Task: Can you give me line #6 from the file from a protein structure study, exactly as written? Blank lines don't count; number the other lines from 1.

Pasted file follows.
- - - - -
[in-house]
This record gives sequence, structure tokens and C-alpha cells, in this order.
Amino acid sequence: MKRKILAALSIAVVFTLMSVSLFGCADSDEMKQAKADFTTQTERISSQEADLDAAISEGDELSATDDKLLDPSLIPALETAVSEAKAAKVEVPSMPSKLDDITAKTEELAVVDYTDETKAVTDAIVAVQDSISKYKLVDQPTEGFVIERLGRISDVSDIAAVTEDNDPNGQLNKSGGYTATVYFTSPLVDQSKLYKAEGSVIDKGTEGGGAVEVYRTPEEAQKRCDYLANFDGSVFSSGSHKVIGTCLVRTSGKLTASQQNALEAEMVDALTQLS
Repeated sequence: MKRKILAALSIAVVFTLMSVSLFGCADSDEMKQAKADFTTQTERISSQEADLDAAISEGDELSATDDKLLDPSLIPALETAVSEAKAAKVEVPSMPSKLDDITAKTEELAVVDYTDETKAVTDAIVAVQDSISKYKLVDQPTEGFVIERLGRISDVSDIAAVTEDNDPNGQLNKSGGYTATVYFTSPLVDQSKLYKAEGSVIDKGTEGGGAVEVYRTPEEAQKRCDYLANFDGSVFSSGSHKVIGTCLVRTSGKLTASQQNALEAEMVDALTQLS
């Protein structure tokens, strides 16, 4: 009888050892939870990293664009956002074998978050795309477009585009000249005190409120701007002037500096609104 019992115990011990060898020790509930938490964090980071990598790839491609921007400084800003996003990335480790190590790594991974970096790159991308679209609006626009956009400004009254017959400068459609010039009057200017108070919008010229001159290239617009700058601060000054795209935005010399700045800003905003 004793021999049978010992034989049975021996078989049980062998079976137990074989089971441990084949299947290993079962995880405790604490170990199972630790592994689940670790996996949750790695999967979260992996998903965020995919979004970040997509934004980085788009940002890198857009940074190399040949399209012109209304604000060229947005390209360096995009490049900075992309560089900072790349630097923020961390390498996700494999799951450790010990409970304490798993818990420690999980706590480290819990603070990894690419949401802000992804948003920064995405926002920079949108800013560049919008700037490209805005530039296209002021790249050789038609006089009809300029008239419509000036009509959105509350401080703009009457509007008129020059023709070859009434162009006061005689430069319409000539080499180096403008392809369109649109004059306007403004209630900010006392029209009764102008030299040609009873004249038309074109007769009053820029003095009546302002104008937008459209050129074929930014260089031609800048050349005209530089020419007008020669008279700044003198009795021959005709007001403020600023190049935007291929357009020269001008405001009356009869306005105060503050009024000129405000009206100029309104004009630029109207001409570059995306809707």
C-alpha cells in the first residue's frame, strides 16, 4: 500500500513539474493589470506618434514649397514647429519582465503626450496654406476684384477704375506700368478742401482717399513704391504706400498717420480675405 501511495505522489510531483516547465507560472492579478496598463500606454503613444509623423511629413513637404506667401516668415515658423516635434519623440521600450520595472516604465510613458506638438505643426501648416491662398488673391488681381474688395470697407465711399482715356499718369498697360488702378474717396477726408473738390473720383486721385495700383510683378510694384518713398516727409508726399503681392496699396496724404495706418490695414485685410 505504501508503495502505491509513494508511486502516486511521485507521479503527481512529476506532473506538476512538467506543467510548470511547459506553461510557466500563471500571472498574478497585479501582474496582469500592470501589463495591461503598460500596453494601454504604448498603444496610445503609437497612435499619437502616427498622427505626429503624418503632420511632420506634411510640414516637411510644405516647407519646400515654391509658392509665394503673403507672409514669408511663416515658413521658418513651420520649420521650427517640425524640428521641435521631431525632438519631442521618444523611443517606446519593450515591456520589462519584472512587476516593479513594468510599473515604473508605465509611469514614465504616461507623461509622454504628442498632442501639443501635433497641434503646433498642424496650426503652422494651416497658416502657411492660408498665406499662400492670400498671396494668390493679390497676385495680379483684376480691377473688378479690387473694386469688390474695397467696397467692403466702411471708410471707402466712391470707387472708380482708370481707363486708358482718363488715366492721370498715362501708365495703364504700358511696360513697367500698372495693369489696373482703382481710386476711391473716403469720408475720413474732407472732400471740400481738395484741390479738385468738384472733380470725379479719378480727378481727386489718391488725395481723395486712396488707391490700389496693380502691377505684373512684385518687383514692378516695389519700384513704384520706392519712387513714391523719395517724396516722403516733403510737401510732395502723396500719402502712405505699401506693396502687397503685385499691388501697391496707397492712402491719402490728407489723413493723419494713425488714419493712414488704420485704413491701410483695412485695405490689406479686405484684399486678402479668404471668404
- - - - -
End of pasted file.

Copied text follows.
C-alpha cells in the first residue's frame, strides 16, 4: 500500500513539474493589470506618434514649397514647429519582465503626450496654406476684384477704375506700368478742401482717399513704391504706400498717420480675405 501511495505522489510531483516547465507560472492579478496598463500606454503613444509623423511629413513637404506667401516668415515658423516635434519623440521600450520595472516604465510613458506638438505643426501648416491662398488673391488681381474688395470697407465711399482715356499718369498697360488702378474717396477726408473738390473720383486721385495700383510683378510694384518713398516727409508726399503681392496699396496724404495706418490695414485685410 505504501508503495502505491509513494508511486502516486511521485507521479503527481512529476506532473506538476512538467506543467510548470511547459506553461510557466500563471500571472498574478497585479501582474496582469500592470501589463495591461503598460500596453494601454504604448498603444496610445503609437497612435499619437502616427498622427505626429503624418503632420511632420506634411510640414516637411510644405516647407519646400515654391509658392509665394503673403507672409514669408511663416515658413521658418513651420520649420521650427517640425524640428521641435521631431525632438519631442521618444523611443517606446519593450515591456520589462519584472512587476516593479513594468510599473515604473508605465509611469514614465504616461507623461509622454504628442498632442501639443501635433497641434503646433498642424496650426503652422494651416497658416502657411492660408498665406499662400492670400498671396494668390493679390497676385495680379483684376480691377473688378479690387473694386469688390474695397467696397467692403466702411471708410471707402466712391470707387472708380482708370481707363486708358482718363488715366492721370498715362501708365495703364504700358511696360513697367500698372495693369489696373482703382481710386476711391473716403469720408475720413474732407472732400471740400481738395484741390479738385468738384472733380470725379479719378480727378481727386489718391488725395481723395486712396488707391490700389496693380502691377505684373512684385518687383514692378516695389519700384513704384520706392519712387513714391523719395517724396516722403516733403510737401510732395502723396500719402502712405505699401506693396502687397503685385499691388501697391496707397492712402491719402490728407489723413493723419494713425488714419493712414488704420485704413491701410483695412485695405490689406479686405484684399486678402479668404471668404